Draft law sets minimum age for VN seniors at 60
The draft Law on the Elderly sets the minimum age for senior citizens at 60.
The name of the health law has sparked a hot discussion among the committee members.
Tran Dinh Dan, director of the National Assembly Office, and Ha Van Hien, director of the Economic Committee, expressed their approval of the suggested name.
"That name is appropriate under the jurisdiction of the law as it covers all aspects relating to medical practice and other concerned issues."
Le Thi Thu Ba, director of the Judiciary Committee, and Tran The Vuong, head of the Ombudsman Committee, were of a different opinion.
They suggested the law should be named "the Law on Medical Practice."
They argued such a name would provide a good legal foundation for solving some of the existing problems in health examination and treatment, particularly the relationships among health workers and patients, health clinics, the State and society.
"Subjects under the jurisdiction of the law will be wide ranging, including people working in the field of preventive medicine, medical equipment and health examination and treatment," they said.
On the issue of occupational certificates and operating licences for health clinics, the majority of committee members agreed with what had been written in the draft law – that they should be issued only once.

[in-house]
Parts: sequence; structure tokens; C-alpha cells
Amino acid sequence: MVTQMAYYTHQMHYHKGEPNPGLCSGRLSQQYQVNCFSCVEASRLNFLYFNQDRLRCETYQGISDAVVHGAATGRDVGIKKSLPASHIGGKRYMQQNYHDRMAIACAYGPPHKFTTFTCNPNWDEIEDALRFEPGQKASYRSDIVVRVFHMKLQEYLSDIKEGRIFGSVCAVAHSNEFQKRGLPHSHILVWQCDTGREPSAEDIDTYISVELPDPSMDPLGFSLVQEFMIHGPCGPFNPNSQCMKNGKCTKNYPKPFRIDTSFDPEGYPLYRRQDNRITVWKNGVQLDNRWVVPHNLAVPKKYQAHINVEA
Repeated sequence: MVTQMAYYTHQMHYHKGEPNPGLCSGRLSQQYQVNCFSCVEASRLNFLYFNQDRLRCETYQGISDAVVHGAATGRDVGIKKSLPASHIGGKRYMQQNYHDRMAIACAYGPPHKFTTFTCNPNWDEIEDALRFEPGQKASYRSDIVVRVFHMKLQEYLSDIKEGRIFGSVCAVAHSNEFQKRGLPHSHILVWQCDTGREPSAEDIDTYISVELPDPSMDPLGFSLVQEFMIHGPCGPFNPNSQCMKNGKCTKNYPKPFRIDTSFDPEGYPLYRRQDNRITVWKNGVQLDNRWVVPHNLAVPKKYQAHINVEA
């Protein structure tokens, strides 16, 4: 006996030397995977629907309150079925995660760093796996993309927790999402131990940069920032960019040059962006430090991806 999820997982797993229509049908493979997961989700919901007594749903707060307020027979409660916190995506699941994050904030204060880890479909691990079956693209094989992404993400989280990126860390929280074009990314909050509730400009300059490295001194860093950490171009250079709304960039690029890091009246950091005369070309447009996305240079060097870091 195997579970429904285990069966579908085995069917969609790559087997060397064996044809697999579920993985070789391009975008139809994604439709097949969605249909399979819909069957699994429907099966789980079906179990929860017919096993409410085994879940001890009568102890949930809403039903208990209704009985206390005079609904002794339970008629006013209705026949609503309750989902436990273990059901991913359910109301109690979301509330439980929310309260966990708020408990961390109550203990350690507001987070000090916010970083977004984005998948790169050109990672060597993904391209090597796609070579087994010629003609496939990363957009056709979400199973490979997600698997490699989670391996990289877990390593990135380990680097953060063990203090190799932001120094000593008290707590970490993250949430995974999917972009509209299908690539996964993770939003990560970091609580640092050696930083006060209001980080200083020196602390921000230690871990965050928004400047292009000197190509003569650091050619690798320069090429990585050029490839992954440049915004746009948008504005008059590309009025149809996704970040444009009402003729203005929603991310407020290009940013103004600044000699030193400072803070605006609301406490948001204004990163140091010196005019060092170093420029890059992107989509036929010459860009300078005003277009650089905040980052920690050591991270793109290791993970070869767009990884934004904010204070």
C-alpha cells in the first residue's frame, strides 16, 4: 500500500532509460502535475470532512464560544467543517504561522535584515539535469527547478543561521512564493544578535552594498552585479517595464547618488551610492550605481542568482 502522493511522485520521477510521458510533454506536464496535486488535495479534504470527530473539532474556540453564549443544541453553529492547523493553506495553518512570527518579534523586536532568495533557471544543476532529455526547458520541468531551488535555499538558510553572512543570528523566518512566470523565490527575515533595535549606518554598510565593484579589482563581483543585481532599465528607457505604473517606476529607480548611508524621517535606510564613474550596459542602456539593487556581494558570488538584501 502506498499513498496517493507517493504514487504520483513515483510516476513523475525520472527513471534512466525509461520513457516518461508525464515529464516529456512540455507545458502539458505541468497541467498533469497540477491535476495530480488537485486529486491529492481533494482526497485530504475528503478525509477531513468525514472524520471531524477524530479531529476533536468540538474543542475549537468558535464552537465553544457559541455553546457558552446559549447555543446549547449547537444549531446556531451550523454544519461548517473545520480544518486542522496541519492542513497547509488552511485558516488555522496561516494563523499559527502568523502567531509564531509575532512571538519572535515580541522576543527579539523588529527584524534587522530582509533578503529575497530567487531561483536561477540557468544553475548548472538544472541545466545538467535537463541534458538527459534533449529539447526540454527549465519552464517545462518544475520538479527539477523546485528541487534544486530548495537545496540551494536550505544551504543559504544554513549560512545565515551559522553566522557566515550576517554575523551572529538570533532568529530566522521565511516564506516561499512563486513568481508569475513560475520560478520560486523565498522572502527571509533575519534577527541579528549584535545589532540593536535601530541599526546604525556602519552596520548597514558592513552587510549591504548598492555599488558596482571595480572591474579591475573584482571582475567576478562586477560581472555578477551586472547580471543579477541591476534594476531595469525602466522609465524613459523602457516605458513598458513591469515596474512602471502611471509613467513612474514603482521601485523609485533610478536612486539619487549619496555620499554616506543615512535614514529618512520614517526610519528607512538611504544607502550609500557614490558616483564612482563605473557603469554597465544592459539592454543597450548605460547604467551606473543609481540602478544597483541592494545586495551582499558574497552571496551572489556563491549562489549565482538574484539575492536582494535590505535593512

However, they said, the certificates and licences could be revoked if serious legal violations were found.
Committee members also discussed whether or not public medical staff should be allowed to work in the private sector. The majority said they should.
Moonlighting at private clinics would also help solve the problem of overloaded public hospitals, they said.
Regarding the draft Law on the Elderly, participants said it should only be applicable to Vietnamese citizens aged 60 or over.
Phung Quoc Hien, director of the Financial and Budgetary Committee, said the law compiling committee should consider carefully whether the State could afford the cost of the draft law, regarding the subsidised services planned for the elderly.
Later in the day, NA chairman Nguyen Phu Trong led the Standing Committee in a discussion about what was learned at the last meeting of the NA in May and a brainstorm of initial ideas for the 6th session later this year.
The 6th session will last for 29 days, starting on October 21 and wrapping up on November 27 this year, according to NA Office head Tran Dinh Dan.
In this session, the NA has 16 days allotted to creating laws, which will include the passing of eight laws and discussing of 12 new laws.
The eight laws to be passed include those related to the elderly, health examination and treatment, telecommunications, radio frequency, cryptography, militia, as well as amendments and addendum to articles of the laws on education and natural resource tax.
The twelve laws to be discussed include revised laws on the State Bank of
Chairman Trong agreed with the plans and asked the NA Office, Council of Ethnic Minorities and NA committees to co-operate closely with the Government Office and related agencies to prepare carefully for the meeting.
According to the NA Standing Committee, citizens throughout the country have voiced their support to the results of the NA’s 5th session, saying that the issues discussed in the session were practical and partly alleviated worries of the public such as the stimulus package, management of exports, electricity price hikes and bauxite exploitation in Tay Nguyen (